The Adalberto United Methodist Church is the same church where Crisóstomo's friend and fellow activist Elvira Arellano took sanctuary from Aug. 15, 2006 to Aug. 15, 2007 [see INB 8/26/07]. Crisóstomo and Arellano carried out a hunger strike from May 10 to June 1, 2006, demanding a moratorium on deportations [see INB 5/14/06, 5/28/06, 6/4/06].


On the afternoon of Feb. 7, more than 100 ICE agents raided the headquarters of Micro Solutions Enterprises (MSE), a manufacturer of computer toner and inkjet cartridges in Van Nuys, California. ICE executed a federal search warrant at the site and arrested 130 MSE employees on administrative immigration violations. ICE also arrested eight current and former MSE employees on federal criminal charges for providing fraudulent information to gain employment. The search warrant remains under seal because the investigation is ongoing. [ICE News Release 2/8/08; AP 2/7/08]

All 130 workers arrested on administrative violations were from Latin America: 87 from Mexico, 24 from El Salvador, eight from Guatemala, four from Peru, four from Honduras and three from Colombia. ICE interviewed those arrested to determine if they had any medical, caregiver, or other humanitarian issues; 36 women and 10 men were released on humanitarian grounds to await their hearings before an immigration judge. Another 65 men and 19 women were detained. Most were due to be transferred to an ICE contract detention facility operated by the Los Angeles County Sheriff's Department in Lancaster, California.

In its news release about the raid, ICE said it had set up a 24-hour toll-free hotline for family members of the arrested workers and had handed out flyers about the hotline to MSE workers and family members who came to the plant inquiring about relatives. "In addition, ICE contacted representatives of several prominent Hispanic community groups in the Los Angeles area to ensure they were aware of the enforcement action and had information about the toll-free number," said ICE in the news release. [ICE News Release 2/8/08]

Ahilan Arulanantham of the American Civil Liberties Union of Southern California said lawyers who rushed to the scene of the raid were not allowed to talk to detainees. The ACLU is offering free legal representation to those arrested. "We're very concerned that people who were detained be given the opportunity to meet with a lawyer who can advise them of their rights," said Arulanantham. [AP 2/7/08]


On the morning of Feb. 7, ICE agents arrested 57 immigrant workers in a raid on Universal Industrial Sales Inc. in Lindon, Utah. The raid was carried out by some 100 ICE agents with the cooperation of state and local police. All the arrested workers were men from Latin America: 51 were from Mexico, two from Argentina, two from Uruguay, one from El Salvador and one from Honduras. During ICE's "processing" of the arrested workers, which lasted until early the next morning, US Department of Labor Wage & Hour Division investigators arrived to ensure those arrested were paid for work they had already performed for the company before their arrest. ICE also said it interviewed workers to determine if they had any "humanitarian issues," and that representatives from the Utah Health and Human Rights Project and the Utah Division of Child and Family Services were present during the processing. In the end, only one man was released pending a hearing before an immigration judge. The other workers remain in ICE custody at the Utah County and Weber County jails. The company had a total of more than 100 employees.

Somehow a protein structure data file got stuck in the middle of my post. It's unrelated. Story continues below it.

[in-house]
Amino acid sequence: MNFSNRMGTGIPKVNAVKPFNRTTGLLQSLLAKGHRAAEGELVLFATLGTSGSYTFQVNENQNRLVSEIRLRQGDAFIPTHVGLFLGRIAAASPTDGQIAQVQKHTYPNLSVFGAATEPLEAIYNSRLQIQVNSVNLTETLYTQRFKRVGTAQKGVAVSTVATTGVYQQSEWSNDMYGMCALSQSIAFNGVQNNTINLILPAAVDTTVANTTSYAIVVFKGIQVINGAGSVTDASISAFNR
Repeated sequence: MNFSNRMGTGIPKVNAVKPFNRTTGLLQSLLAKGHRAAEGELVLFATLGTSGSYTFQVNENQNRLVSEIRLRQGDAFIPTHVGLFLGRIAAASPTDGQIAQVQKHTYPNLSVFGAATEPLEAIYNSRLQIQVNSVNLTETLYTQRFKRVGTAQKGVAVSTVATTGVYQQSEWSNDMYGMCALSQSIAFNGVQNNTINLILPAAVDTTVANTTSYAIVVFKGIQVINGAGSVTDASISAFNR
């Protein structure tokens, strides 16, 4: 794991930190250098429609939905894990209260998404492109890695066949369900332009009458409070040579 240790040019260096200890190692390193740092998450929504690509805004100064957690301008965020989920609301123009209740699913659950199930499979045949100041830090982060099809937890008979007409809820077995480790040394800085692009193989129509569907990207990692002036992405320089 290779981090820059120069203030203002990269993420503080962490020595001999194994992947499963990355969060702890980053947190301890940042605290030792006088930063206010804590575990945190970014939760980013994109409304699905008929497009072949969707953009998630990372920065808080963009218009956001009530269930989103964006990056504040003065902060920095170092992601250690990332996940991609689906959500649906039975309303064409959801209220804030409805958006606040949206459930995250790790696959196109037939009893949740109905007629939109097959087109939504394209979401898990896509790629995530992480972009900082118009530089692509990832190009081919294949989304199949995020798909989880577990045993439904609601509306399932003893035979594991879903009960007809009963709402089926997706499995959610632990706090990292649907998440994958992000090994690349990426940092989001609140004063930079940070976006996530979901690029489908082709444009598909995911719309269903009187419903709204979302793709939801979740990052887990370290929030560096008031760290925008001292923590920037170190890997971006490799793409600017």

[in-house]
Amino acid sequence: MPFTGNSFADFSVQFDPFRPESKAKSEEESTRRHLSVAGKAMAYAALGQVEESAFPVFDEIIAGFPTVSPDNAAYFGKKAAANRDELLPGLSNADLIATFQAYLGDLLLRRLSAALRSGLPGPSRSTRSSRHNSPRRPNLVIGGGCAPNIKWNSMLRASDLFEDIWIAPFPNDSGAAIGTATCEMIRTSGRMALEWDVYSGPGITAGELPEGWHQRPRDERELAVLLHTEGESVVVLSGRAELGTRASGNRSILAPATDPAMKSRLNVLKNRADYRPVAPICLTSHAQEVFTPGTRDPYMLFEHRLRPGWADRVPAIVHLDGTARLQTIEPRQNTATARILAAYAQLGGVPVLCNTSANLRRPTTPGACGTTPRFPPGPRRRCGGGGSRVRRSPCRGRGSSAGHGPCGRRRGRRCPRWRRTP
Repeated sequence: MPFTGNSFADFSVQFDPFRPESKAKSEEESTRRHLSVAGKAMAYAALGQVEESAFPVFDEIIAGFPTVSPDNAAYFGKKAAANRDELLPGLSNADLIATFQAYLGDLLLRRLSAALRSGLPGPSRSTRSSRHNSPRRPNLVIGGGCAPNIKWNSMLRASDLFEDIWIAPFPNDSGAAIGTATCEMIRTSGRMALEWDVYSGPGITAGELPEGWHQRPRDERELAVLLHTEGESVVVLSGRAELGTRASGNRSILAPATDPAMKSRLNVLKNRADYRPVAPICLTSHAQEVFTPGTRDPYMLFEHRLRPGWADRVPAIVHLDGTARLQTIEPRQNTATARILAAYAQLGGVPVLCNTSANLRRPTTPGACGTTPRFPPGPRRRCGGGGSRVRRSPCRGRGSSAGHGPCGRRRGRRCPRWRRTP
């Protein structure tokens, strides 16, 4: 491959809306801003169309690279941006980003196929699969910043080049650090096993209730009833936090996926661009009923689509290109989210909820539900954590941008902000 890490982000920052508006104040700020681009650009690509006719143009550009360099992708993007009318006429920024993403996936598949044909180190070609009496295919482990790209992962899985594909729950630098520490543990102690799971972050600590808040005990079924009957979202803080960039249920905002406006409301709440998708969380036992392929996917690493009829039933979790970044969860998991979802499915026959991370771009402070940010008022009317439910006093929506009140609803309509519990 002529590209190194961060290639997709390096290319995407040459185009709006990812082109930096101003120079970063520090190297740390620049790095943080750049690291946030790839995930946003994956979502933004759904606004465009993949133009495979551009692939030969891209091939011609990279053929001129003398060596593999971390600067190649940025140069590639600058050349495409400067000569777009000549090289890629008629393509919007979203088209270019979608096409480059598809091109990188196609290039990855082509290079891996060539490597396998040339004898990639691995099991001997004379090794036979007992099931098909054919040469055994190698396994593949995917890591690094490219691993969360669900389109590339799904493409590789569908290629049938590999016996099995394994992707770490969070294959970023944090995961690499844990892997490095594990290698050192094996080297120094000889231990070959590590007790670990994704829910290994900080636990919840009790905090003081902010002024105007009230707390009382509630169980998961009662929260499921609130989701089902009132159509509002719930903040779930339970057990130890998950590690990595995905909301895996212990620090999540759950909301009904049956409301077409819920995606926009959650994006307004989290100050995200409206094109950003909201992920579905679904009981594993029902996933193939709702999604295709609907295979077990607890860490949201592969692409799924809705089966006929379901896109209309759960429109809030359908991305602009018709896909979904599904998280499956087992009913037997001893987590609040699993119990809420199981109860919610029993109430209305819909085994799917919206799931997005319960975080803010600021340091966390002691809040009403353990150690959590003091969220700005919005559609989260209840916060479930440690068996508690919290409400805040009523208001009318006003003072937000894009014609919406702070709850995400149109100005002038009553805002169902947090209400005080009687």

ICE officials forwarded about 30 cases to the Utah County Attorney's Office for possible criminal prosecution for offenses such as aggravated identity theft, forgery and document fraud. The Utah County Attorney's Office is expected to decide within a week which cases to accept for prosecution. Some cases involving individuals who reentered the US after being previously deported will be presented to the US Attorney's office for potential prosecution on felony charges.

Also on Feb. 7, Utah US Attorney Brett Tolman announced the unsealing of two indictments in Salt Lake City charging Universal Industrial Sales and its human resource director, Alejandro Urrutia-Garcia, with harboring unauthorized workers and encouraging or inducing them to stay in the US. Tolman said the investigation that led to the raid and indictments used confidential informants and an undercover agent, and is ongoing. Universal Industrial Sales is charged with 10 counts of "harboring illegal aliens" in an indictment which alleges the company concealed, harbored or shielded the workers from detection for commercial advantage between January 2003 and December 2006. Urrutia-Garcia, a naturalized US citizen who was arrested during the Feb. 7 raid, is charged with two counts of encouraging or inducing unauthorized immigrants to remain in the US. Urrutia-Garcia pleaded not guilty in federal court on the afternoon of Feb. 7. He was released from custody. A four-day trial is set to begin April 14. [ICE News Release 2/8/08; Salt Lake Tribune 2/9/08; Deseret Morning News 2/8/08]

The raid sparked panic in the local Latino community. About 150 people gathered on the night of Feb. 7 at St. Francis Catholic Church in Orem, Utah, for a mass and meeting. Jose Luis Uribe, who has worked at Universal for two years, said he was detained but was let go when he proved his legal status. "You feel so bad for all your co-workers who were arrested," he said at the meeting. "They asked me for help but I couldn't do anything." Uribe said federal officials separated workers into two groups: employees who had papers and those who did not. Those without papers were tagged at the wrist with red or yellow bands. "They put a red band on the people from Mexico and a yellow band on those from South and Central America," Uribe said. "They [ICE agents] entered running. We thought there was a fire or something." [SLT 2/8/08]